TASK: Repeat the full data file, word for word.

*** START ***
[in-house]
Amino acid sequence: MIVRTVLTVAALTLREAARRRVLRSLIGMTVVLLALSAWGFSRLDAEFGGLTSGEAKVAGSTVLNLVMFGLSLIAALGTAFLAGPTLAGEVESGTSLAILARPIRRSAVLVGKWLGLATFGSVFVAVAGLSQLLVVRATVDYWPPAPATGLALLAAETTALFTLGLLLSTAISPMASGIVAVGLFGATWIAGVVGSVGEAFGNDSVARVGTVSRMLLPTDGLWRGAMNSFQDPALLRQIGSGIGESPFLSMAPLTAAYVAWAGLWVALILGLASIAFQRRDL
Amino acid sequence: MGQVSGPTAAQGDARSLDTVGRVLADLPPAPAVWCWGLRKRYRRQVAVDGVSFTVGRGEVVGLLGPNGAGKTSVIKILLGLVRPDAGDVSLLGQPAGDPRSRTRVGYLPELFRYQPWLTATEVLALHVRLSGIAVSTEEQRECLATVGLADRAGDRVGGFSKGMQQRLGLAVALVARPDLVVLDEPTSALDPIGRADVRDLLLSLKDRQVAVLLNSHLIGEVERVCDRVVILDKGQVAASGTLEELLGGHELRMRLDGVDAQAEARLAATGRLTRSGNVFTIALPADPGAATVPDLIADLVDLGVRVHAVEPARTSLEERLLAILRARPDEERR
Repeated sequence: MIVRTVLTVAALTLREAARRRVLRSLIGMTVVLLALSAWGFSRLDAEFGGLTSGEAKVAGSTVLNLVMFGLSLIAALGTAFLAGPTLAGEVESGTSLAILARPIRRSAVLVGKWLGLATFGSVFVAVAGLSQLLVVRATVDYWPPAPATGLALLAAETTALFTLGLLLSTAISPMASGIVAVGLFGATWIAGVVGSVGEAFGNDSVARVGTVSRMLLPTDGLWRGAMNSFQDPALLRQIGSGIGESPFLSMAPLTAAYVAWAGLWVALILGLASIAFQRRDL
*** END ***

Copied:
[in-house]
Amino acid sequence: MIVRTVLTVAALTLREAARRRVLRSLIGMTVVLLALSAWGFSRLDAEFGGLTSGEAKVAGSTVLNLVMFGLSLIAALGTAFLAGPTLAGEVESGTSLAILARPIRRSAVLVGKWLGLATFGSVFVAVAGLSQLLVVRATVDYWPPAPATGLALLAAETTALFTLGLLLSTAISPMASGIVAVGLFGATWIAGVVGSVGEAFGNDSVARVGTVSRMLLPTDGLWRGAMNSFQDPALLRQIGSGIGESPFLSMAPLTAAYVAWAGLWVALILGLASIAFQRRDL
Amino acid sequence: MGQVSGPTAAQGDARSLDTVGRVLADLPPAPAVWCWGLRKRYRRQVAVDGVSFTVGRGEVVGLLGPNGAGKTSVIKILLGLVRPDAGDVSLLGQPAGDPRSRTRVGYLPELFRYQPWLTATEVLALHVRLSGIAVSTEEQRECLATVGLADRAGDRVGGFSKGMQQRLGLAVALVARPDLVVLDEPTSALDPIGRADVRDLLLSLKDRQVAVLLNSHLIGEVERVCDRVVILDKGQVAASGTLEELLGGHELRMRLDGVDAQAEARLAATGRLTRSGNVFTIALPADPGAATVPDLIADLVDLGVRVHAVEPARTSLEERLLAILRARPDEERR
Repeated sequence: MIVRTVLTVAALTLREAARRRVLRSLIGMTVVLLALSAWGFSRLDAEFGGLTSGEAKVAGSTVLNLVMFGLSLIAALGTAFLAGPTLAGEVESGTSLAILARPIRRSAVLVGKWLGLATFGSVFVAVAGLSQLLVVRATVDYWPPAPATGLALLAAETTALFTLGLLLSTAISPMASGIVAVGLFGATWIAGVVGSVGEAFGNDSVARVGTVSRMLLPTDGLWRGAMNSFQDPALLRQIGSGIGESPFLSMAPLTAAYVAWAGLWVALILGLASIAFQRRDL